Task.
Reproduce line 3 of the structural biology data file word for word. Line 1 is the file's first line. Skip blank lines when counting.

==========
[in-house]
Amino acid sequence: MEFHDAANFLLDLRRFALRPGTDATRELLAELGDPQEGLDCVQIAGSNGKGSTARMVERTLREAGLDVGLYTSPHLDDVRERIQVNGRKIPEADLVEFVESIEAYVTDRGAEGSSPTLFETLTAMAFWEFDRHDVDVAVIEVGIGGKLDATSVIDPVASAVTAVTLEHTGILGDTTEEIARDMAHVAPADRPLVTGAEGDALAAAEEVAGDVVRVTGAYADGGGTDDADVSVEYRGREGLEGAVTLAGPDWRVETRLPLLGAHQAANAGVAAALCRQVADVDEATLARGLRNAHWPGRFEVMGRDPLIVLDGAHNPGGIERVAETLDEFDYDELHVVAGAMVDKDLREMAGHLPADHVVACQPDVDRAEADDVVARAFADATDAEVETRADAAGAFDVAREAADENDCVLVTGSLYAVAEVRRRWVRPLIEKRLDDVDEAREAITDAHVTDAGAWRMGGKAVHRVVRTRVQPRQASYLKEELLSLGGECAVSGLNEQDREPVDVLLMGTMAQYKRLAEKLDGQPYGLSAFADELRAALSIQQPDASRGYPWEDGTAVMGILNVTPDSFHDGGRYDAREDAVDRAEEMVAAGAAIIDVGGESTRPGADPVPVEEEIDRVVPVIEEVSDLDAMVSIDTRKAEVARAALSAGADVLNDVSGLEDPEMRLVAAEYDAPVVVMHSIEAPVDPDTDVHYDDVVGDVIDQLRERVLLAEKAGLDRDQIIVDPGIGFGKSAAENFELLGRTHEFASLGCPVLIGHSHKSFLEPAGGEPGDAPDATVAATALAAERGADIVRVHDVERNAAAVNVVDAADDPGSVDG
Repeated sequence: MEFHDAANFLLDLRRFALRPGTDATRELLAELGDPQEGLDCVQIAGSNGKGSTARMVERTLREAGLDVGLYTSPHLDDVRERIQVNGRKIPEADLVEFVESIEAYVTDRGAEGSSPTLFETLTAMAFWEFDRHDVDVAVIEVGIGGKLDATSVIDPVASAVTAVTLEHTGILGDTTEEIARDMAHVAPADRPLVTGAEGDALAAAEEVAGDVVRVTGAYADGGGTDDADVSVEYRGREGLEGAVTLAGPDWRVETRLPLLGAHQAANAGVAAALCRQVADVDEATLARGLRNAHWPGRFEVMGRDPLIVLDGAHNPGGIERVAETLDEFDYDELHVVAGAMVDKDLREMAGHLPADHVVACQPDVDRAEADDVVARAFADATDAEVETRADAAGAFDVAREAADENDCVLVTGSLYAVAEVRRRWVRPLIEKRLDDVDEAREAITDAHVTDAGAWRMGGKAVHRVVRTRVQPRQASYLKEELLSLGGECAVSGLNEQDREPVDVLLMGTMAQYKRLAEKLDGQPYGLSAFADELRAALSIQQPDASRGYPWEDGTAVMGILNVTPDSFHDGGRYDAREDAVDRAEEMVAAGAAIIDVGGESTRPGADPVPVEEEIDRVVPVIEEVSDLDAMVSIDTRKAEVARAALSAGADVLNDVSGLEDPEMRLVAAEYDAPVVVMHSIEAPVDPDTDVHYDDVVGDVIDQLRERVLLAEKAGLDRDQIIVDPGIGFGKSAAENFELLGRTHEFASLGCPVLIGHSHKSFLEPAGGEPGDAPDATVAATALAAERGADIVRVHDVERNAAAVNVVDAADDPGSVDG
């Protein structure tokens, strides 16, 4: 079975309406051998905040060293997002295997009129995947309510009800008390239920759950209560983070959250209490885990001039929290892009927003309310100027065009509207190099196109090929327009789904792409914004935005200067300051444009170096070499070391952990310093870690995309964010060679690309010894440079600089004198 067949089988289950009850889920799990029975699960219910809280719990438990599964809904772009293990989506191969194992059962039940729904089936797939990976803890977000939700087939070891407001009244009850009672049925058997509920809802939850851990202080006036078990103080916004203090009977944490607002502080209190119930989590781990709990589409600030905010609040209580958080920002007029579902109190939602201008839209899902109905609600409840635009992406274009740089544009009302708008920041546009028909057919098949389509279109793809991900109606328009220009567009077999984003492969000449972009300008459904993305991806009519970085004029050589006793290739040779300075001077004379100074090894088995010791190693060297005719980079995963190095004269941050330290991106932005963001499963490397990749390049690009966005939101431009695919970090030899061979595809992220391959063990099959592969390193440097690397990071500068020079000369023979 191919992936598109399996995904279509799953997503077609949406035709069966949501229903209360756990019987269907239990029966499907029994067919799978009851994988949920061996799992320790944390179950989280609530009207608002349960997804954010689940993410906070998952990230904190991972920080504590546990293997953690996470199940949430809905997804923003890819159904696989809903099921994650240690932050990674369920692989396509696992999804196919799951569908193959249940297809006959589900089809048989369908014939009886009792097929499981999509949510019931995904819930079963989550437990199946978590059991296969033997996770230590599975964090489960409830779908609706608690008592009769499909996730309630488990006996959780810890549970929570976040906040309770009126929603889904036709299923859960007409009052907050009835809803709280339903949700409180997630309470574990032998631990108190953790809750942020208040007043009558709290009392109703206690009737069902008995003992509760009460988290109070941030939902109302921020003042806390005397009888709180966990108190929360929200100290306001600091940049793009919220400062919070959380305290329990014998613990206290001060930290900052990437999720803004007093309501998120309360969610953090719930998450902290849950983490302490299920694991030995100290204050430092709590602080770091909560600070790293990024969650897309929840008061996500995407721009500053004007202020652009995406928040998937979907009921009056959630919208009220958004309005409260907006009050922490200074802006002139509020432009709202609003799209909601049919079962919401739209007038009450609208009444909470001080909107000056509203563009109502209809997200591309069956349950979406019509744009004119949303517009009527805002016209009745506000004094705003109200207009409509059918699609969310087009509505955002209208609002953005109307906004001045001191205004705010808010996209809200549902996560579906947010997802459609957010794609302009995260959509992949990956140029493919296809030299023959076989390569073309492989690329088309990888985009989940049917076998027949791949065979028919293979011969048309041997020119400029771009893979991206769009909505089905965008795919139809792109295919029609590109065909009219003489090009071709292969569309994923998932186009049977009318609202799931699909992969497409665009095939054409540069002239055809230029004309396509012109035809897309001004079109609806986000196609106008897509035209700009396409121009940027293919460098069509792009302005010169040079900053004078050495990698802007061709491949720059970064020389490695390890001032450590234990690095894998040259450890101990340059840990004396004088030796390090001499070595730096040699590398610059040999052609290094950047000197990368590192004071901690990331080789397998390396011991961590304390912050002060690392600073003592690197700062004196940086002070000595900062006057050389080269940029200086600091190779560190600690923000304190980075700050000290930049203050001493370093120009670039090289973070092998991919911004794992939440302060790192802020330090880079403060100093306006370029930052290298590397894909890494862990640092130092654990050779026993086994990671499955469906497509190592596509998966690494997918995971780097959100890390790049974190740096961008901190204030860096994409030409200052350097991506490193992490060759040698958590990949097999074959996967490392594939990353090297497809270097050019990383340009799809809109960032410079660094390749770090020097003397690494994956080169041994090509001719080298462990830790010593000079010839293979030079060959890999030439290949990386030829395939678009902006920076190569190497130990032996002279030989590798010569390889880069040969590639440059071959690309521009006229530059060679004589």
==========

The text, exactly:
Repeated sequence: MEFHDAANFLLDLRRFALRPGTDATRELLAELGDPQEGLDCVQIAGSNGKGSTARMVERTLREAGLDVGLYTSPHLDDVRERIQVNGRKIPEADLVEFVESIEAYVTDRGAEGSSPTLFETLTAMAFWEFDRHDVDVAVIEVGIGGKLDATSVIDPVASAVTAVTLEHTGILGDTTEEIARDMAHVAPADRPLVTGAEGDALAAAEEVAGDVVRVTGAYADGGGTDDADVSVEYRGREGLEGAVTLAGPDWRVETRLPLLGAHQAANAGVAAALCRQVADVDEATLARGLRNAHWPGRFEVMGRDPLIVLDGAHNPGGIERVAETLDEFDYDELHVVAGAMVDKDLREMAGHLPADHVVACQPDVDRAEADDVVARAFADATDAEVETRADAAGAFDVAREAADENDCVLVTGSLYAVAEVRRRWVRPLIEKRLDDVDEAREAITDAHVTDAGAWRMGGKAVHRVVRTRVQPRQASYLKEELLSLGGECAVSGLNEQDREPVDVLLMGTMAQYKRLAEKLDGQPYGLSAFADELRAALSIQQPDASRGYPWEDGTAVMGILNVTPDSFHDGGRYDAREDAVDRAEEMVAAGAAIIDVGGESTRPGADPVPVEEEIDRVVPVIEEVSDLDAMVSIDTRKAEVARAALSAGADVLNDVSGLEDPEMRLVAAEYDAPVVVMHSIEAPVDPDTDVHYDDVVGDVIDQLRERVLLAEKAGLDRDQIIVDPGIGFGKSAAENFELLGRTHEFASLGCPVLIGHSHKSFLEPAGGEPGDAPDATVAATALAAERGADIVRVHDVERNAAAVNVVDAADDPGSVDG